Michigan-Ohio State is one of college football’s top rivalries, so it’s no surprise there were a few scuffles between the two teams on Saturday.
However, things got a little ugly in the first half, as punches were thrown in a confrontation between the Wolverines and Buckeyes on Saturday.
Three players – Ohio State’s Dontre Wilson and Marcus Hall, along with Michigan’s Royce Jenkins-Stone – were ejected, with Hall saluting the crowd with a double bird as he left the field.
Below is a video of the fight, followed by Hall’s salute to the Big House:
Texas A&M coach Kevin Sumlin was expected to be in high demand this offseason, as the Alabama native was mentioned for potential openings at USC or in the NFL.
But Sumlin’s name can be eliminated for any job openings, as the school announced a new six-year contract on Saturday for the second-year coach.
In two years in College Station, Sumlin has guided the Aggies to a 19-5 record, with a Cotton Bowl victory last season.
Sumlin may lose quarterback Johnny Manziel to the NFL this offseason, but Texas A&M has recruited well and played a handful of freshmen on both sides of the ball in 2013.
Athletic director Eric Hyman released this statement to announce Sumlin’s new contract:
“Coach Sumlin has demonstrated why he is considered among the nation’s elite football coaches. His coaching and recruiting abilities are only secondary to his integrity, class and passion for his student-athletes and this University,” Hyman said. “Texas A&M is making a sincere commitment to Kevin. We are fortunate that he is committed to remain an Aggie for a long time to come, and we are excited about what the future has in store.”
Nebraska coach Bo Pelini is squarely on the hot seat after Saturday’s loss to Iowa. But Pelini’s job doesn’t appear to be in any danger, as athletic director Shawn Eichorst offered his support for the embattled coach on Saturday.
Eichorst has been silent this year in regards to Pelini’s job status. But his statement on Saturday should put to rest Pelini’s job status – at least until the bowl game is over.
Below is Eichorst's statement that was released on Saturday morning:
“My approach has always been to not comment publicly about our coaches until their full seasons are complete, as I strongly believe it is unfair and counter to best practices. However, given the volume of unfounded speculation and conjecture about our head football coach, I want to reaffirm what I have said many times since I have arrived at the University of Nebraska — that I positively respect, appreciate and support our football student-athletes, coaches and staff, as we do everyone in the Husker family. We very much look forward to our upcoming bowl game and Coach Pelini continuing to lead our program in the future.”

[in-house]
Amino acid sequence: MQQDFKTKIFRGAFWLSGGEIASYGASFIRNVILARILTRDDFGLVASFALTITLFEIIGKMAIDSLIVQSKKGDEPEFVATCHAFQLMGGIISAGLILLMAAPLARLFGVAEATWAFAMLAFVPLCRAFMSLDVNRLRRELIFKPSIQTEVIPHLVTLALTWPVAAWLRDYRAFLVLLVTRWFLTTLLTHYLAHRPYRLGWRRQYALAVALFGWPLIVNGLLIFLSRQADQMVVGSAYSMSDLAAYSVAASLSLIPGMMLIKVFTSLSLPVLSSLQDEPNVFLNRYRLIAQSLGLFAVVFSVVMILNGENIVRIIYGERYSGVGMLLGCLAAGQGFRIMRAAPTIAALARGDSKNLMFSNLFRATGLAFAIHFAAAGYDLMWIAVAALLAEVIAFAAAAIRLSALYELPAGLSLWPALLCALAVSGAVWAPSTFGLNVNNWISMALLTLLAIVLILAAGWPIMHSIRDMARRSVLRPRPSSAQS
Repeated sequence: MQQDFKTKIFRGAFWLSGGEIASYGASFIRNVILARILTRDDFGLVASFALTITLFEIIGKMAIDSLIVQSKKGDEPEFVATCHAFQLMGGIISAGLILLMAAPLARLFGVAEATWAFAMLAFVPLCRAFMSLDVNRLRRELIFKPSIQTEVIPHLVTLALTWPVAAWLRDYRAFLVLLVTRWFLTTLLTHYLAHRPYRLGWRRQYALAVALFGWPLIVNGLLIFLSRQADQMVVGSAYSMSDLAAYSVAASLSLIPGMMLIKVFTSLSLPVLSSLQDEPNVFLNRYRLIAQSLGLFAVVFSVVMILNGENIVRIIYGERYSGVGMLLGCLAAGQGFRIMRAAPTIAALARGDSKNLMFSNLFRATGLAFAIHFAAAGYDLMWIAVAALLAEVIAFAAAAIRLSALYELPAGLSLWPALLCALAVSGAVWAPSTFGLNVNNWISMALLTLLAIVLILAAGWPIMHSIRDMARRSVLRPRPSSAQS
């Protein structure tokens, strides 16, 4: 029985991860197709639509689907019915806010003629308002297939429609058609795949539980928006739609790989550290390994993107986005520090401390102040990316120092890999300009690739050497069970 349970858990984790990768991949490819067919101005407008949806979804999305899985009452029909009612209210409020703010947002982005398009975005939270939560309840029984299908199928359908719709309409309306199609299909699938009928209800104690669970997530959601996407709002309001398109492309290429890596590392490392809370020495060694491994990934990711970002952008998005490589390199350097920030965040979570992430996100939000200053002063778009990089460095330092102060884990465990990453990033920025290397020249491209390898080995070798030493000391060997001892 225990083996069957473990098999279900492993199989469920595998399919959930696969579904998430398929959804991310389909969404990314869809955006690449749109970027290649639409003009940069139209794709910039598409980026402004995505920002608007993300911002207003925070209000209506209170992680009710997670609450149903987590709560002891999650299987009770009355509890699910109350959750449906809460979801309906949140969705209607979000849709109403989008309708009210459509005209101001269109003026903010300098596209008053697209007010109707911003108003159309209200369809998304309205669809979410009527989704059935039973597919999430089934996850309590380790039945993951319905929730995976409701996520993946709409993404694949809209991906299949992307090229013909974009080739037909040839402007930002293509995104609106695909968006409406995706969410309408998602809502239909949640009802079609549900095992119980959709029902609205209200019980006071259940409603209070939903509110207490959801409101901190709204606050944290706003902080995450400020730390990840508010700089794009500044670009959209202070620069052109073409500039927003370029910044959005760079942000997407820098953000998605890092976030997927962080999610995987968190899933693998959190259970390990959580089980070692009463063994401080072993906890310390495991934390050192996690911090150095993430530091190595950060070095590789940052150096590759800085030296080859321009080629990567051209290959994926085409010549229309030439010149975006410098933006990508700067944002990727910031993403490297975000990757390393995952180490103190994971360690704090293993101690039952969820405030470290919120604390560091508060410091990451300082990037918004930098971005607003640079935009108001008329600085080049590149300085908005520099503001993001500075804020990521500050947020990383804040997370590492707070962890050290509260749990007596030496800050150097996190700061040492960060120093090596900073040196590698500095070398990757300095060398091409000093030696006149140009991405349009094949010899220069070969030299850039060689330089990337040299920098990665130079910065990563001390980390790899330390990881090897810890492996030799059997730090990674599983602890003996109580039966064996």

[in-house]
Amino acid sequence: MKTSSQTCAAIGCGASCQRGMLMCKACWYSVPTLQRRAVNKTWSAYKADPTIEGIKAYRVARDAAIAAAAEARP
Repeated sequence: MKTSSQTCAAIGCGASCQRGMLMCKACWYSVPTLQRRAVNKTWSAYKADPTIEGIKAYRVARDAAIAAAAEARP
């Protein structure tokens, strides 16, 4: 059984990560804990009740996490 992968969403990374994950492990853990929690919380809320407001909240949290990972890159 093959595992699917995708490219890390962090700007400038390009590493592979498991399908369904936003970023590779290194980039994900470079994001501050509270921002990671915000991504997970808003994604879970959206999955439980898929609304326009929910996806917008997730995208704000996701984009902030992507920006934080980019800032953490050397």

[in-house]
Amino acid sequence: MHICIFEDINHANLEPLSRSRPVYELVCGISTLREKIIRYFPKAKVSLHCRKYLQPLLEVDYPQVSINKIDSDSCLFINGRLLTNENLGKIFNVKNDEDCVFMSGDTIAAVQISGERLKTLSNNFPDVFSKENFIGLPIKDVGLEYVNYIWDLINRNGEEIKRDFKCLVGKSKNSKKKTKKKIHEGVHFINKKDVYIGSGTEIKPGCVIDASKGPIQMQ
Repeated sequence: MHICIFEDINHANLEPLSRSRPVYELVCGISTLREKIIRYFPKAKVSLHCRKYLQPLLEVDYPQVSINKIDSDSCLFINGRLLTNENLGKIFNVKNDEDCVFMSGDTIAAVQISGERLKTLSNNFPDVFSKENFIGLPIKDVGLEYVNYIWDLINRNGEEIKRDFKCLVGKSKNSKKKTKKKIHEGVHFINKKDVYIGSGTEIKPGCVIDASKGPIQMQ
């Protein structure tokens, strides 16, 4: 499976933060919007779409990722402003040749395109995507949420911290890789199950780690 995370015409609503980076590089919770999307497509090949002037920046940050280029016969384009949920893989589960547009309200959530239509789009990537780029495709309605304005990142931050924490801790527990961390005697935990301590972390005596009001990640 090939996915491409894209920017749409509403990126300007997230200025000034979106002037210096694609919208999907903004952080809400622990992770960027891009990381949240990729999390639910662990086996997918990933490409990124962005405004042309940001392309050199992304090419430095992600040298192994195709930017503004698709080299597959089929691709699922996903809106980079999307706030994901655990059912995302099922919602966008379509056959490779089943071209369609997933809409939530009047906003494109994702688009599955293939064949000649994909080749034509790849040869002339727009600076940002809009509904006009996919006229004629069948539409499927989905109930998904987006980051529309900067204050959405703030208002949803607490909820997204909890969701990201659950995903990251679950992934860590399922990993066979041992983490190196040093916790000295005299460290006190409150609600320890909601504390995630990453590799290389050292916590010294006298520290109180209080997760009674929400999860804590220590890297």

The annual meeting between South Carolina and Clemson for bragging rights in the Palmetto State always has plenty of intrigue, but there’s a little more at stake in 2013 when these two teams take the field.
For the first time in this rivalry’s history, both programs are ranked as top-10 teams in the Associated Press poll. This year’s meeting is also the third consecutive matchup where South Carolina and Clemson both rank as top-25 teams.
Over the last three years, these two programs have been among the most successful teams in college football. Clemson is 31-7 during that span and has one ACC Championship. South Carolina is 31-6 over the last three years, and if Missouri loses to Texas A&M on Saturday night, the Gamecocks will head to Atlanta to play in the SEC Championship next weekend.
Recent history has favored South Carolina in this series. The Gamecocks have won the last four games over Clemson, including a 27-17 matchup in Death Valley last year.
Clemson’s last win in this series came in 2008, while its last victory at South Carolina occurred in 2007.
South Carolina has won each of the last four games in this series by at least 10 points.
Clemson at South Carolina
Kickoff: Saturday, 7 ET
TV Channel: ESPN2
Spread: South Carolina – 5
Clemson’s Key to Victory: Protect QB Tajh Boyd
Clemson leads the ACC in total offense, averaging 518.3 yards per game in conference-only action. The Tigers rank third in the ACC with an average 6.3 yards per play and have scored at least 30 points eight times this season. All of those numbers sound great on paper, but Clemson has been unable to replicate those totals against South Carolina in recent years. In the last four meetings against the Gamecocks, the Tigers have not scored more than 17 points. A big problem for Clemson has been pass protection. In last year’s meeting, South Carolina sacked quarterback Tajh Boyd six times and held the signal-caller to just 183 yards passing on 11 completions. In two starts against the Gamecocks, Boyd has completed just 41.5 percent of his passes. However, considering Boyd has been sacked 11 times in the last two meetings, the senior has to have more help. The Tigers have allowed 27 sacks in 11 games this year, and with South Carolina’s defensive line one of the best in the SEC, the offensive line has to have their best performance of the season.
South Carolina’s Key to Victory: Establish the run with Mike Davis